Compound bow competitions are sponsored by the Maryland and Virginia Archery Associations. Those chapters tend to be family-type organizations made up of people who like the outdoors. Many, like the Eutaw Forest Archers in Waldorf, have clubhouses and campgrounds; some also have facilities for other sports like fishing or rifle shooting.

Most competitions are from March to September, with winter months given over to indoor shooting. There are three indoor ranges: Greenbelt, Bull Run Regional Park and the Brentsville Chapter of the Izaak Walton League. The first two rent equipment, and Greenbelt offers free instruction: "I can teach anyone to shoot in 15 minutes," says Jones. "Then it just takes practice to get better."

Hold your bow in your left hand, pull the string with the right, aim, release the arrow, and thwiiip. Robin Hood would be amazed.


EUTAW FOREST ARCHERS -- Waldorf, Maryland. 301/843-3855. Affiliated with Maryland Archery Association and National Field Archery Association. The 33 acres include two target ranges, clubhouse, campground. Generally compound bow. Memberships $50 per family, $40 individual; must also join NFAA and MAA. Hosts one large shoot in June.

FAIRFAX TARGET ARCHERS -- 893-4724. Group just getting organized. Recurve bow. Will have Junior Olympic Archery Development Program for youngsters.

GREENBELT SPORTS CENTER -- 474-5772. Six automatic targets, up to 20 yards, $3 for two hours; equipment rental, 55 cents; free instruction; minimum age, 10. Compound bow. Handicap leagues meet Tuesday, Thursday and Friday nights; $4 per night.

IZAAK WALTON LEAGUE -- Centreville, Virginia. 703/979-3164. A conservation organization, the league has about 125 acres including a clubhouse, skeet and trap shoots, rifle range, target range, picnic pavilion and field houses. Membership $50 per year plus one-time $45 initiation fee. Mostly compound bows.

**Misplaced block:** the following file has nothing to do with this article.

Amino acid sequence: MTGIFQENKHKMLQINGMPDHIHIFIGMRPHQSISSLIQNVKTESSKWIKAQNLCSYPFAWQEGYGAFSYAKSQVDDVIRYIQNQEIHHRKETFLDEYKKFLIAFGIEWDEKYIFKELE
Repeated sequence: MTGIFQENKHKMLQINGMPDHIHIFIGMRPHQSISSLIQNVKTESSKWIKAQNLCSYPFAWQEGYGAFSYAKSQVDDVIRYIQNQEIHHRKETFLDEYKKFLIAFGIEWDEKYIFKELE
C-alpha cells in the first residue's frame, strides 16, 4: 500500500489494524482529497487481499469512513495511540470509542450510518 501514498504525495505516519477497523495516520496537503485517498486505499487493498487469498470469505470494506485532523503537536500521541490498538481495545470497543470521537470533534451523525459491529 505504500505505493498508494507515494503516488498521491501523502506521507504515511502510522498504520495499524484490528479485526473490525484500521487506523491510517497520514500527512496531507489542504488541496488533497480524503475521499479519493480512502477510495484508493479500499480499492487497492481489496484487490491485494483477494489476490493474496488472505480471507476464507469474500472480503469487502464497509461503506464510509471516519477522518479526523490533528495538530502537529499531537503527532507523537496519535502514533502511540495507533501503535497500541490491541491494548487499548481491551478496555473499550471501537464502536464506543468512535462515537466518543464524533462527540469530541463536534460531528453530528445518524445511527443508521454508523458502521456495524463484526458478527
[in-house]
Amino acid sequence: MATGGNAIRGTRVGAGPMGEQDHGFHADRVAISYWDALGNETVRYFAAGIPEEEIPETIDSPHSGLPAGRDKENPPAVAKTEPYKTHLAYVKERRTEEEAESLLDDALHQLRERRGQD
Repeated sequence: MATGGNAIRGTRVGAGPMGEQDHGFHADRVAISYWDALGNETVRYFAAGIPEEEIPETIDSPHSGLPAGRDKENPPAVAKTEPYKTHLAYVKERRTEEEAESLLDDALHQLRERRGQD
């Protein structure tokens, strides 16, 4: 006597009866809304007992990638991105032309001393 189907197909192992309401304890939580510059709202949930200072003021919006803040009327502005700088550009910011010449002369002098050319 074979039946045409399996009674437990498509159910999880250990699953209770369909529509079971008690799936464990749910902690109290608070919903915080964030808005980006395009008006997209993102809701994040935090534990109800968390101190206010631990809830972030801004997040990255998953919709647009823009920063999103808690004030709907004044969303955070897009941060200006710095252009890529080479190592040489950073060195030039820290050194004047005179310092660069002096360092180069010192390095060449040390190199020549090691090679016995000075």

MARYLAND ARCHERY ASSOCIATION -- Call Janice Wallace, 301/972-1611, for literature on local chapters.

NORTHERN VIRGINIA ARCHERS -- Fairfax. 491-6786. The club has 31 acres near Fountainhead Park, including a clubhouse and a 28-target range. Membership is $40 per year plus a one-time $40 initiation fee. Mostly compound bows.

POTOMAC ARCHERS -- Hearst Recreation Center, 37th and Tilden streets NW. Washington. 291-5293. Established 1878. Recurve bow, plus some crossbow competition. Three categories of young members, plus Junior Olympic Archery Development Program. Dues $5 adult, $3 under 17. Hosts five shoots a year in Olympic years, fewer otherwise.

PRINCE WILLIAM ARCHERS -- Part of the Izaak Walton League in Brentsville, Virginia. 703/368-3376. Group has 24 acres, including an indoor and an outdoor archery range, campground, indoor pistol range, outdoor rifle and pistol range, field house and access to Lake Jackson. Indoor archery shoots every Saturday in winter. Mostly compound bow. Membership $60 per year, plus one-time $15 initiation fee.

BULL RUN PUBLIC SHOOTING CENTER -- Bull Run Regional Park. 830-2344. Indoor, 20-yard target range with 10 stalls. Fees: $3 per hour; rental fee, $2 per hour. Open 2 to 9:30 Monday-Friday, 9 to 6 weekends. Some small bows for rent; children welcome.